I was so thrilled to give a talk at WordCamp San Francisco this past weekend! My talk was on "Designing for the Modern Web" - Which in essence was a talk about designing for HiDPI. Check out my Slides & Description:
Devices that consume the web are being created at a never-before heard of rate. They’re getting smaller, lighter, faster, sharper, and sexier. Life is awesome right? But what about us web designers?
Let’s talk about how to get the best possible ratio of speed vs awesome, and what techniques to use for fast and stunning visual experiences.
I have have been given the great opportunity to speak this year at WordCamp San Francisco! I am absolutely thrilled and humbled to be amongst the lineup of speakers at that conference. Let me know if you're going and I'll be sure to say hi! My session will be on "Responsive Web Design" and WordPress. Here's a semi-unofficial blurb about the talk.
Your site is about your content. With mobile devices, iPads, phones, gaming consols, etc: people can access your content many different ways and formats. How can we maintain some control over the display of our content and keep our brand consistent? How can we try to provide the best user experience on any platform?
Enter Responsive Web Design. A term coined by Ethan Marcotte. Many experts aren't leaning on one static design anymore, but on structured content that adapts to its given environment.
We are going to take a look at responsive web design techniques out there including: progressive enhancement, flexible grids, media queries, flexible images & video, & other methods that you can implement to make your WordPress theme "Responsive".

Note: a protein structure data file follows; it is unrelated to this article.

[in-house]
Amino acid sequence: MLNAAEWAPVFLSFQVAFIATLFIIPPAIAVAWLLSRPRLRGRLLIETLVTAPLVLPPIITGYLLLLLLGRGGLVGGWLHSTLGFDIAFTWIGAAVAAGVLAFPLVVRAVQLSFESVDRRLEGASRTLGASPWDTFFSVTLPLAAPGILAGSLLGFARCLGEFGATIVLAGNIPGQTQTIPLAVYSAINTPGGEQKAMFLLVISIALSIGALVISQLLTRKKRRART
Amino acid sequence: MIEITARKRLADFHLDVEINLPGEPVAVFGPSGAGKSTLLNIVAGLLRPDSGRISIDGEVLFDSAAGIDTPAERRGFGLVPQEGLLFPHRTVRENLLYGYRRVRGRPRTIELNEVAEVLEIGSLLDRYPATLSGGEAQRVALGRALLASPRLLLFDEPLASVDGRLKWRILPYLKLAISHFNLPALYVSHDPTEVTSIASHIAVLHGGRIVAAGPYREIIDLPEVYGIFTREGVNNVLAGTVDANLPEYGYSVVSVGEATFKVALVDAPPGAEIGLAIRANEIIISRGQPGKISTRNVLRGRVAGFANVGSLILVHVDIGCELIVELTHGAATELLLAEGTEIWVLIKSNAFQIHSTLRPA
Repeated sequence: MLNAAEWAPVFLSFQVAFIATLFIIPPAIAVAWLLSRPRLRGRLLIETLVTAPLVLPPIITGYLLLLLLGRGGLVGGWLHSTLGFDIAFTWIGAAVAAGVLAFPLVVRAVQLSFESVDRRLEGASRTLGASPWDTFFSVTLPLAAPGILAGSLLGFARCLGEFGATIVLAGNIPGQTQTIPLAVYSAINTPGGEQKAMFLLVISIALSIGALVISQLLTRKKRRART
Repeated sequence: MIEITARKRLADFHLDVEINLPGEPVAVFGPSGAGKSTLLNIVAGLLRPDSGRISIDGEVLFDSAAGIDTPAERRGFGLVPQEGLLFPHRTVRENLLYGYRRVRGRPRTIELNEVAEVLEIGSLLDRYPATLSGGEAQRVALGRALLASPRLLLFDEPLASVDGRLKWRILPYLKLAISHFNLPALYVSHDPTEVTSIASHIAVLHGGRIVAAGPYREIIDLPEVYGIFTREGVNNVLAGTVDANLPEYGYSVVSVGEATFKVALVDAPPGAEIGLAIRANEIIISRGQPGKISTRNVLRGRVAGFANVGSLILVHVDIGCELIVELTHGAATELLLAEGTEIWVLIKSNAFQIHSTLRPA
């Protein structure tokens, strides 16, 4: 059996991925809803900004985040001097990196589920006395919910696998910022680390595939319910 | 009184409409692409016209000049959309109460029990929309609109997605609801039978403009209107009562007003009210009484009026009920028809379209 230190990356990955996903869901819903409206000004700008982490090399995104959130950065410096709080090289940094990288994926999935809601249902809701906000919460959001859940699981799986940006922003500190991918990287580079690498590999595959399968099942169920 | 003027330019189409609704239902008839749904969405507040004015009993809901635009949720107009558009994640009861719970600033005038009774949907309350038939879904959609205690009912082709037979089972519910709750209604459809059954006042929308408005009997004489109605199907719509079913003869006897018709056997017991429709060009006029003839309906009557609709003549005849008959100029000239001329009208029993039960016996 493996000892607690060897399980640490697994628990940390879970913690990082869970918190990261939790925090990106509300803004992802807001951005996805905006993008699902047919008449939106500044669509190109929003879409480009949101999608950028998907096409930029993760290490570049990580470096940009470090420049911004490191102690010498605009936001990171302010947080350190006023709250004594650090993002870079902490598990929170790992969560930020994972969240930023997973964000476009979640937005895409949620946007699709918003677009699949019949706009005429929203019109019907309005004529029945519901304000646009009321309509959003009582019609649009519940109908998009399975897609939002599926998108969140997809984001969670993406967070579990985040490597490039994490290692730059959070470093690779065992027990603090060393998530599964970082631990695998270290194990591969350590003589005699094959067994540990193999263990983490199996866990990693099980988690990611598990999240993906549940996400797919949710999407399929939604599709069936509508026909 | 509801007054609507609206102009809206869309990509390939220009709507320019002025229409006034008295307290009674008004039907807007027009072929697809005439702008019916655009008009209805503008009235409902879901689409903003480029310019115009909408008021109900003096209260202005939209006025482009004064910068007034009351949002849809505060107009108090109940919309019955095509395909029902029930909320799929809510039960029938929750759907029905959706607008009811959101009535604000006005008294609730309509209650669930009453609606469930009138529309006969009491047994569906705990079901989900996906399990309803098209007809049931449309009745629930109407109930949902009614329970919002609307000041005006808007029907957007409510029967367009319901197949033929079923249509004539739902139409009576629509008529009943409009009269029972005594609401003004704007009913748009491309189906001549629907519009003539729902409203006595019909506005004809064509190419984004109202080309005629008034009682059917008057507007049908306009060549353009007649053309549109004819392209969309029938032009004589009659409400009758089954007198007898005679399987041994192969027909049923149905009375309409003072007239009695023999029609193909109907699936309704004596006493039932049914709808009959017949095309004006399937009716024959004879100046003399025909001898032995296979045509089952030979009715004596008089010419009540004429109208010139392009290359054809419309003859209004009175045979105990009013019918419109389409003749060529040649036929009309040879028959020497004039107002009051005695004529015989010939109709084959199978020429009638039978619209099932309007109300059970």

This talk is particularly important to me, as I will be leading a responsive admin effort in contributing to WordPress core. Follow and Contribute: Make.WordPress.org/UI . Are you going to WordCamp San Francisco this year?
This is the video from my favorite session from WordCamp San Francisco. Mitcho Erlewine did a wonderful talk on abstracting code that really challenged me to produce better, cleaner, reusable code. Here is the video description:
Mitcho Erlewine discusses avoiding programming disasters by properly abstracting the code you write and how you can make sure to write code both you and others can reuse in the future.
I had the amazing privilege of attending WordCamp San Francisco this year. Having spoken at WordCamp Birmingham and WordCamp Atlanta on WordPress, I was thrilled to go to a WordCamp where I was just there to learn and absorb as much information in as possible.
I really enjoyed the sessions and absolutely loved meeting some of the really awesome people who attended. Personally, I was really challenged as a designer/developer to focus on themeing for future expansion and improvements, international capabilities, and for future sharing in the open source community.
One of the most informative sessions to me was Mitcho's "Abstract Your Code!" here is the description from the WordCamp SF website:
Writing code isn’t just about getting the job done, it’s about getting the job done right. In addition to being easier to read and maintain, one great advantage to writing properly abstracted code is that it is then easy to open-source it and give back to the WordPress community. Come learn about some best practices for writing portable, modular WordPress code and later open-sourcing that code as a plugin. Learn about the experiences of other programmers who have done client-sponsored open-source WordPress work and the benefits they reaped.
If anyone knows where there are videos or slides of that session.. I'd love to know and share it!
For those of you who were not able to attend, here's Matt Mullenweg's "State of the Word"
I would like to return to this mecca of WordCamp's next year if at all possible. A truly wonderful and challenging conference.
- sara cannon
Sara Cannon is a Business Owner, UX/UI Designer, Creative Director, & Artist remote working in Birmingham, Alabama. Contact Sara for any of your creative needs.